LivingWhy do we cling to unhappy relationships?

Why do we cling to unhappy relationships?

“Better alone than in bad company”. How many times have you heard that hackneyed saying? It is assumed that if we get into a relationship it is to feel better, both physically and emotionally. And, in fact, there are studies that explain that maintaining relationships that make us unhappy, and therefore bring stress and discomfort to our lives, can have a negative impact on health . So why do we sometimes try not to break up a relationship that doesn’t satisfy us? A recent study carried out by the University of Utah (Salt Lake City, USA) suggests that the reason could lie in altruism, in looking after the interests of the other rather than one’s own.

As this educational and research center explains in a press release, the study, recently published in the scientific journal Journal of Personality and Social Psychology , has analyzed the possibility that the person who is considering ending a relationship not only takes into consideration her own wishes, but also to what extent she believes that her partner wants and needs that the bond not be broken. “The more dependent they believed their partner felt in the relationship, the less likely they were to initiate a breakup,” explains psychologist Samantha Joel, lead author of the study and a professor at the University of Utah and Western Ontario (Canada).

In previous research, it had been found that the amount of time, resources and emotions invested in a relationship can be determining factors when deciding whether or not to break up with the partner. Likewise, if the alternative to breaking up – which would be to stay alone or have to find another partner – is unattractive to the person, they may choose to continue with their unsatisfactory relationship.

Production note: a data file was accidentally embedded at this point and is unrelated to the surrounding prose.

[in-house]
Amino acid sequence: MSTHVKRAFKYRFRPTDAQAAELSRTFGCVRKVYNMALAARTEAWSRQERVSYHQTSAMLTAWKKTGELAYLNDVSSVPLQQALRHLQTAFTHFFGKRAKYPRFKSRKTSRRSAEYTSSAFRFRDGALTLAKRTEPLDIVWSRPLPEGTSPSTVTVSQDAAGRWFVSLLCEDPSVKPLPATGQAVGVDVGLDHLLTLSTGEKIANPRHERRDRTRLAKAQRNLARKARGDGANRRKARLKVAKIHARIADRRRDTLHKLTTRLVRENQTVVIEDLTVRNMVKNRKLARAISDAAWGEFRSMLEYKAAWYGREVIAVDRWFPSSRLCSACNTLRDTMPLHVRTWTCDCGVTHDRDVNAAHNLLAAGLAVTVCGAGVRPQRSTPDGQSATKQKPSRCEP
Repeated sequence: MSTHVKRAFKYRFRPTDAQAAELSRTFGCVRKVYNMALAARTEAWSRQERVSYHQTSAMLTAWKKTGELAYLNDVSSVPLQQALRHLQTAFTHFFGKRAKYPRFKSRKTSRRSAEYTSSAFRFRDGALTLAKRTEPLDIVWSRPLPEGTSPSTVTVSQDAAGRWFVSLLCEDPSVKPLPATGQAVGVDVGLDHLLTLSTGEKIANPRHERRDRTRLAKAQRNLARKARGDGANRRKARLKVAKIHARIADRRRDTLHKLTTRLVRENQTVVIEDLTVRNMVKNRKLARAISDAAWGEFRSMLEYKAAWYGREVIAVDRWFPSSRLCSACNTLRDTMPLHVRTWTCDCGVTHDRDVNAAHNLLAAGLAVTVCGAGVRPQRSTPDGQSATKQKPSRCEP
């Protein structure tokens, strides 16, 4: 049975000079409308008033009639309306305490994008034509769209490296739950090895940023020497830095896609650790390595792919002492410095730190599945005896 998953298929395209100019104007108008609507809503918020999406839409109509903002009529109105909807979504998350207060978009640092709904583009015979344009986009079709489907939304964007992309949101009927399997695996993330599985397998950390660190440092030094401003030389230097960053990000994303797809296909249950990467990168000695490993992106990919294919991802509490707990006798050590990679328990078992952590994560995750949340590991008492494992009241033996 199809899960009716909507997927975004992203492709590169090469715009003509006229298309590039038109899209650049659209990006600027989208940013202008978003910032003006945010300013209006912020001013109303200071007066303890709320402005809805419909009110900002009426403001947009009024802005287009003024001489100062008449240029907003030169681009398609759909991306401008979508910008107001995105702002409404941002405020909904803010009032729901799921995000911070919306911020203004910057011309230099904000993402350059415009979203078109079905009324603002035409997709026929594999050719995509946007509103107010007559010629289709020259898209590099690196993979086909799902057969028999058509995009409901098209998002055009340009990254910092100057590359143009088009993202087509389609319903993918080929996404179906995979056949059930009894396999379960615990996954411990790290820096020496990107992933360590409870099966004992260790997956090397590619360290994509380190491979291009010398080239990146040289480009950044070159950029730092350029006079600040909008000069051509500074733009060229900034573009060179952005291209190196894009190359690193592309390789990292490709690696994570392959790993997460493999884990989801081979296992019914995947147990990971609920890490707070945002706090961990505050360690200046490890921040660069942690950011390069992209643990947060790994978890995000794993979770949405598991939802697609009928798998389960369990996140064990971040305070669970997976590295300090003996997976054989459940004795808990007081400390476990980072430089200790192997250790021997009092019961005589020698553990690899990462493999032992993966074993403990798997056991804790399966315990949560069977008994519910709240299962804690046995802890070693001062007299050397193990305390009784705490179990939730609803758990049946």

Joel explains that in these cases, the decision to stay or leave is based on self-interest. Instead, this new study now shows that the decisions we make about an unsatisfying romantic relationship could include an altruistic component . “When people perceived that the couple was very committed in the relationship, they were less likely to decide to break up,” says the psychologist. “This was true even for people who weren’t really committed to the relationship or were personally dissatisfied with it. In general, we don’t want to hurt our teammates and we care about what they want, ”he adds.

Perceptions imprecise or precise?

To what extent can we know what the other person is feeling? This is precisely a question that the author of this study asks. “What we don’t know is how accurate people’s perceptions really are. It could happen that the person is overestimating how committed the other member of the couple is to the relationship and how painful the breakup would be, ”he points out. Joel also explains that by choosing to continue, the unhappy partner may be waiting for the relationship to improve.

On the other hand, the expert raises the question of whether not breaking a relationship supposedly for the good of the couple is something really prosocial or not . Because, “who would want to have someone for a life partner who doesn’t really want to be in a relationship with you?” Concludes Joel.

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